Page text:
Today Rep. Henry A. Waxman sent a letter to Federal Aviation Administration Administrator Michael P. Huerta to request immediate action to address safety conditions at Santa Monica Airport, following Sunday’s deadly crash.
Below is the full text of Rep. Waxman’s letter:
October 1, 2013
The Honorable Michael P. Huerta
Federal Aviation Administration
800 Independence Avenue S.W.
Washington, D.C. 20591
Dear Administrator Huerta:
I am writing on behalf of my constituents who reside near the Santa Monica Airport. I have repeatedly called on the Federal Aviation Administration (FAA) to address concerns in the community over safety conditions at the airport. But the FAA has inexcusably failed to act.
I request you immediately address these problems and establish additional safeguards as quickly as possible.
On Sunday, September 29, 2013, a twin-engine Cessna Citation landing from Hailey, Idaho veered off the right side of the runway and crashed into a storage hangar. Although we do not yet know all of the facts, reports indicate that there were four casualties, including a father and son who owned a successful construction business in Santa Monica.
According to Chairman David Goddard of the Santa Monica Airport Commission, the crash occurred about 150 feet from the homes that surround the airport. He believes that if the plane had not hit the hangar, it could have gone over an embankment and crashed into houses. Residences surround approximately 75% of the airport.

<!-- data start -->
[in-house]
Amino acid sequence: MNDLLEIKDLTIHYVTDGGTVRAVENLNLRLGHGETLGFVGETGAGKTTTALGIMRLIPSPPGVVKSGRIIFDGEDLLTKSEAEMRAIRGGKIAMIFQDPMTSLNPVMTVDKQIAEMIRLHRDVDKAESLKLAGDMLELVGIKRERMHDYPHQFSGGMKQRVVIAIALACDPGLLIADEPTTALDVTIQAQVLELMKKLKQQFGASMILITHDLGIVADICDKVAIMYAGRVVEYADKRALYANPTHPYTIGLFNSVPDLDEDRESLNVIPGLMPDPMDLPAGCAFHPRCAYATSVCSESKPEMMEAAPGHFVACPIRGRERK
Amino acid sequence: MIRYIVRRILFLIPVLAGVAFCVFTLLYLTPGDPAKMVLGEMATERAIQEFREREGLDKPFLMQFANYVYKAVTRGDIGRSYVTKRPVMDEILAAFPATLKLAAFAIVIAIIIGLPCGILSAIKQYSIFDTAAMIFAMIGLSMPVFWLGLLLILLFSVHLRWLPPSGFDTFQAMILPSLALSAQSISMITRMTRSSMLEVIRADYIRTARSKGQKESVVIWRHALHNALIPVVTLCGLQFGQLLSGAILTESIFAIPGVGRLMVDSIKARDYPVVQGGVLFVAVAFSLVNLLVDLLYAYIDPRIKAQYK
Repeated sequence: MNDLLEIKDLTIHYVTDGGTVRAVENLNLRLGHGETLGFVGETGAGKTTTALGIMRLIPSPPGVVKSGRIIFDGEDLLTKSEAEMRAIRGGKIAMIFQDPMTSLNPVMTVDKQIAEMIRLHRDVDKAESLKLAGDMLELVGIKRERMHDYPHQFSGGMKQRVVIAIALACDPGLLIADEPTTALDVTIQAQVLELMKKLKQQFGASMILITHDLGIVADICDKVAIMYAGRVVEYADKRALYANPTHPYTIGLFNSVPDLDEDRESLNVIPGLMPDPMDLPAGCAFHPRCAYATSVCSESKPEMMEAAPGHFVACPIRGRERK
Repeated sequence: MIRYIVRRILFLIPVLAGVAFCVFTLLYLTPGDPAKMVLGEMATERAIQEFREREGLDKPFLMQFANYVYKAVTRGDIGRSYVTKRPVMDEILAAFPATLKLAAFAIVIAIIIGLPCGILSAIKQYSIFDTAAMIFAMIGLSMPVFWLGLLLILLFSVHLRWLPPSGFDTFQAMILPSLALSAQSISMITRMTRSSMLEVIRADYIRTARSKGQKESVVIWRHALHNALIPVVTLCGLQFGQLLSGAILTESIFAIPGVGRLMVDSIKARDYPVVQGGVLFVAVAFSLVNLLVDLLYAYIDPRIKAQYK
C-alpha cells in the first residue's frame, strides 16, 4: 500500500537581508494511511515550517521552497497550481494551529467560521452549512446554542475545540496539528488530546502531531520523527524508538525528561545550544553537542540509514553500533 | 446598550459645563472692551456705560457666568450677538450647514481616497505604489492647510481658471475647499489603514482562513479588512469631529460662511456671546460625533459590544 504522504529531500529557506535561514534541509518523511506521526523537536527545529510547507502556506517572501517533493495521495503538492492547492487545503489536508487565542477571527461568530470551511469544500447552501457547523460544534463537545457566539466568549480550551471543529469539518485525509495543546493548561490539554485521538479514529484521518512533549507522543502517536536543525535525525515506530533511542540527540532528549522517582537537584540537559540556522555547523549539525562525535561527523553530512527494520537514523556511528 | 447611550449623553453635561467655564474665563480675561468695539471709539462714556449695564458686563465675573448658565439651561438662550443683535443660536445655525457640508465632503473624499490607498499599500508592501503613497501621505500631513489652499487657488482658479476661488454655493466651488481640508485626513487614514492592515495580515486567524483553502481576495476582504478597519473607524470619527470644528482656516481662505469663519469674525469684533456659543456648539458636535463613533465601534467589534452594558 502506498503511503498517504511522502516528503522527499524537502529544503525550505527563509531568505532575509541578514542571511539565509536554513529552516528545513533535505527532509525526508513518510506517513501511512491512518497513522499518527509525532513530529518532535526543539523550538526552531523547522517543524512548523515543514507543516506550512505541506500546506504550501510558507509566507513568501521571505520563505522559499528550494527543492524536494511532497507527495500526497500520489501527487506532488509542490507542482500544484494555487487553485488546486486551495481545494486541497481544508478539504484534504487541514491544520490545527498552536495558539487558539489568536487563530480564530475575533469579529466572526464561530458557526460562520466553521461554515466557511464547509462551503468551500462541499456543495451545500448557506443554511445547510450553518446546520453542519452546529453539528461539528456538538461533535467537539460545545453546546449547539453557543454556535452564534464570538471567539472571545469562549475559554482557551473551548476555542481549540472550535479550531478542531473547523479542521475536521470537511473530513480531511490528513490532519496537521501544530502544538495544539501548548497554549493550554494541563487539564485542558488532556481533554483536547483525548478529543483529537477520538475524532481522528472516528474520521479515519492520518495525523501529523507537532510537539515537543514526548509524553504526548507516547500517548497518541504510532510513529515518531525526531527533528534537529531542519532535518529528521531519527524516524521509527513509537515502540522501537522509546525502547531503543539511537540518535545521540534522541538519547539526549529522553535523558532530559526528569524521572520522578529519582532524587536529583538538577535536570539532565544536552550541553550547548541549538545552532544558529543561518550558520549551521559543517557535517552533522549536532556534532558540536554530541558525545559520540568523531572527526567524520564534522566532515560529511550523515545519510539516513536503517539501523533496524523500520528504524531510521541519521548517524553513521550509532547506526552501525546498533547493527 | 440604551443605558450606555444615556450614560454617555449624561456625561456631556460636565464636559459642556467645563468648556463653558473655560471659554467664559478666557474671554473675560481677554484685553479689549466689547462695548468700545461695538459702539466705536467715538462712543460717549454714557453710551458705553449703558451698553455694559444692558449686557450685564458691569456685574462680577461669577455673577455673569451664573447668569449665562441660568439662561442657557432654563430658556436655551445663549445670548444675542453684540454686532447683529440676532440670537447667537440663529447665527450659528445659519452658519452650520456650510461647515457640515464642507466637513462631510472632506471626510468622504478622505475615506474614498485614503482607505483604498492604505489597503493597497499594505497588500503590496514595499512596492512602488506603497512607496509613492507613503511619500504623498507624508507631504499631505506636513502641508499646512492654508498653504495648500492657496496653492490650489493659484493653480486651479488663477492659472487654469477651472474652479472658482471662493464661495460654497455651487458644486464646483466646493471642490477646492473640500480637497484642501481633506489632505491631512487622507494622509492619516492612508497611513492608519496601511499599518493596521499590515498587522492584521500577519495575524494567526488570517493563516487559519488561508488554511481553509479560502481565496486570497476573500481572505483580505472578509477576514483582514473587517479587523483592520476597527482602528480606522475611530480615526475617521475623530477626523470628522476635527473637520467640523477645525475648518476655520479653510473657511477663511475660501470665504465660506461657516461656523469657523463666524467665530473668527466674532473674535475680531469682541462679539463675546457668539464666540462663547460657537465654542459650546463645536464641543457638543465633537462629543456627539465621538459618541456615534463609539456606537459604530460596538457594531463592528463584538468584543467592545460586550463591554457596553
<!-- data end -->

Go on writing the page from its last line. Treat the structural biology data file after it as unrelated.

I have written repeatedly to draw attention to these issues, but the FAA has consistently rebuffed my efforts, the work of city officials in Santa Monica, and the wishes of the community to address safety issues at the airport.
The people of Santa Monica – and especially those living next to the airport – deserve your full attention. They have been warning for years that the airport is an accident waiting to happen. The tragic crash on Sunday illustrates how inadequate safety measures jeopardize the surrounding community and endanger pilots and passengers.
Three months ago, I wrote the FAA with the simple request that the agency participate in a forum in Santa Monica with City of Santa Monica officials and members of the community to discuss options for the future of the airport. I was extremely disappointed when the FAA declined the invitation to participate in a public forum.
Just last week, I wrote that “[t]he FAA has an important leadership role to play in charting the airport’s future” and requested a meeting with you to discuss moving forward with a public forum. To date, I have not received an answer from you. I expect one without delay.
The fatal crash should be a wakeup call. You should thoroughly review the conditions at the airport, implement safeguards to protect the community, pilots, and passengers, and make the safety of the Santa Monica Airport an urgent priority.
Henry A. Waxman